Dan, can you just take a minute to discuss the best practices and exactly how people need to consider handling the config file as part of the release process?
Yes definitely, and we talked a little bit about this within the the best practices document that we
have as far as how to manage this config file during a software upgrade process. So essentially the idea here is you just released a new version of your software. So the idea is users can upgrade from this older release to this new release. We generally actually recommend using the same configuration file. So the idea here is that regardless of what version a users running you know we're still going to reference the same config file. There are really two benefits to doing it this way so first of all what this prevents is double-counting of the same installation. So if a user upgrades from version one to version two, our philosophy is that that should really be viewed as the same installation. If you've got two different config files that are being created, one for v1 and one for v2, we would actually double count that end user as two separate installations because there are two separate config files that exist. So secondly this also allows us to track an installation across different product versions. So by managing this config file here across different releases, you'll be
able to quantify how many users are upgrading again from v1 to v2 to v3 actually within the dashboard.
You'll be able to more easily quantify that adoption rate.
Now similarly there are there are two different ways that you can accomplish this kind of managing of the config file during the upgrade process. So first you can ensure that the application data path isn't going to change during the upgrade process. So some examples of directories that are going to be universal or like the program data or app data directories within Windows. You could have a universal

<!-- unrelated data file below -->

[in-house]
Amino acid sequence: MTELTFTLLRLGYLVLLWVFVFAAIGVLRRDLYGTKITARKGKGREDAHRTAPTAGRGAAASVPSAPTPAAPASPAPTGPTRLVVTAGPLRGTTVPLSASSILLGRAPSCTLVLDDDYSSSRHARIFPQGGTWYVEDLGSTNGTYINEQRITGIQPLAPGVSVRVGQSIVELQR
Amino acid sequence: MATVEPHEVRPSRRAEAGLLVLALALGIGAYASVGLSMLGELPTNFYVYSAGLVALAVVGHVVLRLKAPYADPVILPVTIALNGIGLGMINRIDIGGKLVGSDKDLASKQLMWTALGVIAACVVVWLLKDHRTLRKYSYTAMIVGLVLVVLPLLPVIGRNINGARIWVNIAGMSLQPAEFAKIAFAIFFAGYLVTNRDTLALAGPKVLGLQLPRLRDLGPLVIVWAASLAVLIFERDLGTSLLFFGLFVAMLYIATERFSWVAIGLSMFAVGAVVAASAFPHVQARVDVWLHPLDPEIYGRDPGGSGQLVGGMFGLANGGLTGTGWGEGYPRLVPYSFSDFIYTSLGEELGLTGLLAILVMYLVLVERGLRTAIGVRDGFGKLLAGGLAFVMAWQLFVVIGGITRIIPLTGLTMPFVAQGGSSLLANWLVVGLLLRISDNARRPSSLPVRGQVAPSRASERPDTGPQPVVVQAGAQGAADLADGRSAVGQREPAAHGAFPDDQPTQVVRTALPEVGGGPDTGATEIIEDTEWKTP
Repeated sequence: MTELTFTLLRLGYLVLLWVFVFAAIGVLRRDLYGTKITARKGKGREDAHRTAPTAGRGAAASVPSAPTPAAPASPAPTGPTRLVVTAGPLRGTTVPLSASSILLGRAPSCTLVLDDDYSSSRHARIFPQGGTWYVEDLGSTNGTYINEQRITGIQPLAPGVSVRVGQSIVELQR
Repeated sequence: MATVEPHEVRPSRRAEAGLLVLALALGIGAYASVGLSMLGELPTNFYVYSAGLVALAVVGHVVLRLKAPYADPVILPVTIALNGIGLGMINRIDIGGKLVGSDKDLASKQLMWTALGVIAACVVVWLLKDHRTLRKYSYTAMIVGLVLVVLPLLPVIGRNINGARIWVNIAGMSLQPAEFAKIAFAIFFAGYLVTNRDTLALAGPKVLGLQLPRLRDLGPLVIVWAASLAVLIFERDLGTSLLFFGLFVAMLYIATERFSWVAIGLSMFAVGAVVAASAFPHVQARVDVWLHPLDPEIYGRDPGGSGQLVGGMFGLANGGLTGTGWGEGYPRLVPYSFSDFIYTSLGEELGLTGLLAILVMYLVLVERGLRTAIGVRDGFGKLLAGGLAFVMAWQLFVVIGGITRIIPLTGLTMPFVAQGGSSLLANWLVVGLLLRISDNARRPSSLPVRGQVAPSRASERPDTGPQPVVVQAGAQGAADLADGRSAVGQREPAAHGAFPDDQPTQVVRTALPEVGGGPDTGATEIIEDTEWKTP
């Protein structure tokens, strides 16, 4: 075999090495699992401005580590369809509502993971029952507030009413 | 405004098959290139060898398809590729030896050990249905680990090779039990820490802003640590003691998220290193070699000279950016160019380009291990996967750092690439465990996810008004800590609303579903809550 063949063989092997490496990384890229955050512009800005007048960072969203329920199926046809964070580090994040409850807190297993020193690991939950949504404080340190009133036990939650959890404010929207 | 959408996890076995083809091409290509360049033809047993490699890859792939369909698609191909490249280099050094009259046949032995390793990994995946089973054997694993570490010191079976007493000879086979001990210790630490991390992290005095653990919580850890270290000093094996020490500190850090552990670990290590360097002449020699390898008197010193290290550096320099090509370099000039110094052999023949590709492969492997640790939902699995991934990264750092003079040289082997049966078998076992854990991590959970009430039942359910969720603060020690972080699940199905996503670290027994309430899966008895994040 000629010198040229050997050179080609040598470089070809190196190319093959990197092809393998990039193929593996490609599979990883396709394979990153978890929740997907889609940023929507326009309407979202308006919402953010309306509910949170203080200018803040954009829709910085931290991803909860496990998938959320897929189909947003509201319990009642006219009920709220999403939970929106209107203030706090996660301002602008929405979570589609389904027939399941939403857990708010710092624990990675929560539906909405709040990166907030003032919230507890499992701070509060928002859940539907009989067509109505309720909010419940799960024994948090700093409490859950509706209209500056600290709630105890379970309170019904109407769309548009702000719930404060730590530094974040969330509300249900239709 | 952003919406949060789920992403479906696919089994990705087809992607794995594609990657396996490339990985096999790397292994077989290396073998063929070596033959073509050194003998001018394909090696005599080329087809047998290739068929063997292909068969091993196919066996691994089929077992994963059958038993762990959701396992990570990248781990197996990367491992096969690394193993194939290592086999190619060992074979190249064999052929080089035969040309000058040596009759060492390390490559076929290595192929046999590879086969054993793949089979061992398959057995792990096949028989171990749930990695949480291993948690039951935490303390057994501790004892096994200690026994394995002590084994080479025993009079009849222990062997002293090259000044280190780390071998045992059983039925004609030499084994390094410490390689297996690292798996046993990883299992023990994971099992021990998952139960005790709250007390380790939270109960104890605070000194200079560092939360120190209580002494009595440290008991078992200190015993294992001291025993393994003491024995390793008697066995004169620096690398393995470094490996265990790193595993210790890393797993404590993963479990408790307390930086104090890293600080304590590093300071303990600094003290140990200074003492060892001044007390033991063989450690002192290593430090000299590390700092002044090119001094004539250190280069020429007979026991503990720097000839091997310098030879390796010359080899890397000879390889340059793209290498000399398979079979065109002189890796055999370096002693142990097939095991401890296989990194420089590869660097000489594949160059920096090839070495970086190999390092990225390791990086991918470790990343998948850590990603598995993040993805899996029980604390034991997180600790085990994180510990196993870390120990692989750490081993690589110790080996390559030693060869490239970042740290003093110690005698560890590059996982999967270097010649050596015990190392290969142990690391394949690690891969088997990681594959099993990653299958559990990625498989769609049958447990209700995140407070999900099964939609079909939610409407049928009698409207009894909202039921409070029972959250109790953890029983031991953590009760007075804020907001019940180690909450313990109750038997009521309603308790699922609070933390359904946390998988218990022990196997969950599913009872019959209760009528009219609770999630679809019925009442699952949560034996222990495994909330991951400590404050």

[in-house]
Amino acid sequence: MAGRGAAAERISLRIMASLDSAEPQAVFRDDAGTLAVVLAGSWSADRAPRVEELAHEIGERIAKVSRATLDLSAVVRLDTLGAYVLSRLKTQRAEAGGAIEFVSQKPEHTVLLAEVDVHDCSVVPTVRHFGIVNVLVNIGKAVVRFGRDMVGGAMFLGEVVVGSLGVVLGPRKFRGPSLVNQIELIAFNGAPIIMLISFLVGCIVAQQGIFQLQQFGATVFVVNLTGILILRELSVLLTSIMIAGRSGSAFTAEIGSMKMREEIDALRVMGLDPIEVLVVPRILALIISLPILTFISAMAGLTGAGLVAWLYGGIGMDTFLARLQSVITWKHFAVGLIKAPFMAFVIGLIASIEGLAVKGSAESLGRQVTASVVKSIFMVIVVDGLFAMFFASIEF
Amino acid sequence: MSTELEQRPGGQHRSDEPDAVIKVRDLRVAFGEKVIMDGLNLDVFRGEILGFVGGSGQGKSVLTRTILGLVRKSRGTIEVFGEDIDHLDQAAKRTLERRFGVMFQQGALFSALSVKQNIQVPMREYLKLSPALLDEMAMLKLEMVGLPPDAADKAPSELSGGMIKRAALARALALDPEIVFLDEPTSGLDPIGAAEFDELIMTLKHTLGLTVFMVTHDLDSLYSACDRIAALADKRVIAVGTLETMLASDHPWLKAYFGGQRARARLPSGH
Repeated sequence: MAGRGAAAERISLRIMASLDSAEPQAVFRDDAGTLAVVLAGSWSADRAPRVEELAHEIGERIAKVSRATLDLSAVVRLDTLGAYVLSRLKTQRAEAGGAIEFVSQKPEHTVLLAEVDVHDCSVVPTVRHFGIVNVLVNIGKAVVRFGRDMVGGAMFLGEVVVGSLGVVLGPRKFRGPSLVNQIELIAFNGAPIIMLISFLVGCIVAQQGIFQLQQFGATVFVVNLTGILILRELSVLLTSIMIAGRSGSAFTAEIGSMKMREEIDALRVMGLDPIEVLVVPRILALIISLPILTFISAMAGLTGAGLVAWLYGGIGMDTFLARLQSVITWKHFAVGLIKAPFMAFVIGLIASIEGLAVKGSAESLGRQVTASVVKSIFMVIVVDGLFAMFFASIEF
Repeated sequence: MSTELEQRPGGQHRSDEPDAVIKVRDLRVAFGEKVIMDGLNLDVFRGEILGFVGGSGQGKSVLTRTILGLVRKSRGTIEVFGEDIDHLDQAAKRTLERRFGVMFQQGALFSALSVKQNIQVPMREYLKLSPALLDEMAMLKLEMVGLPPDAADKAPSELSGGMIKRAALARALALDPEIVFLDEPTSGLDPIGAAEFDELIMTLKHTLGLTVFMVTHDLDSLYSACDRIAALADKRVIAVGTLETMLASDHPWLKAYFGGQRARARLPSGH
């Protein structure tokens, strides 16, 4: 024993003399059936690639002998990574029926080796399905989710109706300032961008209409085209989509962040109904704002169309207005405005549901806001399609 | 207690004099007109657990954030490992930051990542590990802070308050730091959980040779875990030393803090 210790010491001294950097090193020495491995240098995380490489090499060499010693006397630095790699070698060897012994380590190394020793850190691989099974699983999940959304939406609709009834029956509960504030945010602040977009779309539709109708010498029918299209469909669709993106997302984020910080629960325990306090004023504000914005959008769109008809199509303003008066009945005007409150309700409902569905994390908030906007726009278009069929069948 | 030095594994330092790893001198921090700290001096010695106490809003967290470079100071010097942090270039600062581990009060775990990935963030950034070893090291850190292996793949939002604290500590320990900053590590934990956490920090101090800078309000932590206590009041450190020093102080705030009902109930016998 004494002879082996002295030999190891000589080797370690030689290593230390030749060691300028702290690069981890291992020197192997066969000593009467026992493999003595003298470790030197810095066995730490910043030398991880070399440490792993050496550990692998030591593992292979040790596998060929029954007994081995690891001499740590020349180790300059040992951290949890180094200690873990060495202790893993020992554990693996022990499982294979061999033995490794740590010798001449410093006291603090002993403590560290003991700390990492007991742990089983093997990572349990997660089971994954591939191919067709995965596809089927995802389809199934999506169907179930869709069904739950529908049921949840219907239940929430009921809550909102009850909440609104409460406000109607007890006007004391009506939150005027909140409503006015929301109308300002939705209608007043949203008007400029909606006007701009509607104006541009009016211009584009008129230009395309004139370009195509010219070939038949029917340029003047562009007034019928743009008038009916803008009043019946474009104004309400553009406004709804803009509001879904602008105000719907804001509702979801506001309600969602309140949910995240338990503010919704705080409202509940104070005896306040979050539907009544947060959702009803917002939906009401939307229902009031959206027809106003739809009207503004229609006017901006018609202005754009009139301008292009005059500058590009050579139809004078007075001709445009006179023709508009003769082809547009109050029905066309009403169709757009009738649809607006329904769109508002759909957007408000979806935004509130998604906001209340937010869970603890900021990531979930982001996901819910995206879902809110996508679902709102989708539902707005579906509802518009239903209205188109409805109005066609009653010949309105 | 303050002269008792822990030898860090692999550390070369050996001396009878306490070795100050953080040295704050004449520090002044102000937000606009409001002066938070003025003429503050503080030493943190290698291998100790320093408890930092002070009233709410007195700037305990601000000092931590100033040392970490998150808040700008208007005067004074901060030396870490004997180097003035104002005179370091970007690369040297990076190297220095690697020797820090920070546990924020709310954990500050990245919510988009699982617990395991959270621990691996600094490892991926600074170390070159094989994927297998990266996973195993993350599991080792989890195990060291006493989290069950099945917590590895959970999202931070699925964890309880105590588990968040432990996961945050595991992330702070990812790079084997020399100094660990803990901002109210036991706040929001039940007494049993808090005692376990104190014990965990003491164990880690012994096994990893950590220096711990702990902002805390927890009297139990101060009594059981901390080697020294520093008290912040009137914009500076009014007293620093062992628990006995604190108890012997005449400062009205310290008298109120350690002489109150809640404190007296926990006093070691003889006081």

directory that the RUI client is always going to reference, that contains this config file regardless of what version the user has installed.
Secondly you could also have the application upgrade process actually handle moving the configuration file from one directory to another directory. Note that in this case if you're going to be moving that file we do require that that file is moved from one location to another and not copied. Because when you copy that file you can end up in the instance of similarly double counting users or having old
data be associated with a new fresh install. Again, we talk a little bit more about that in detail within the best practices guide so if you haven't taken a look at that I would definitely recommend so.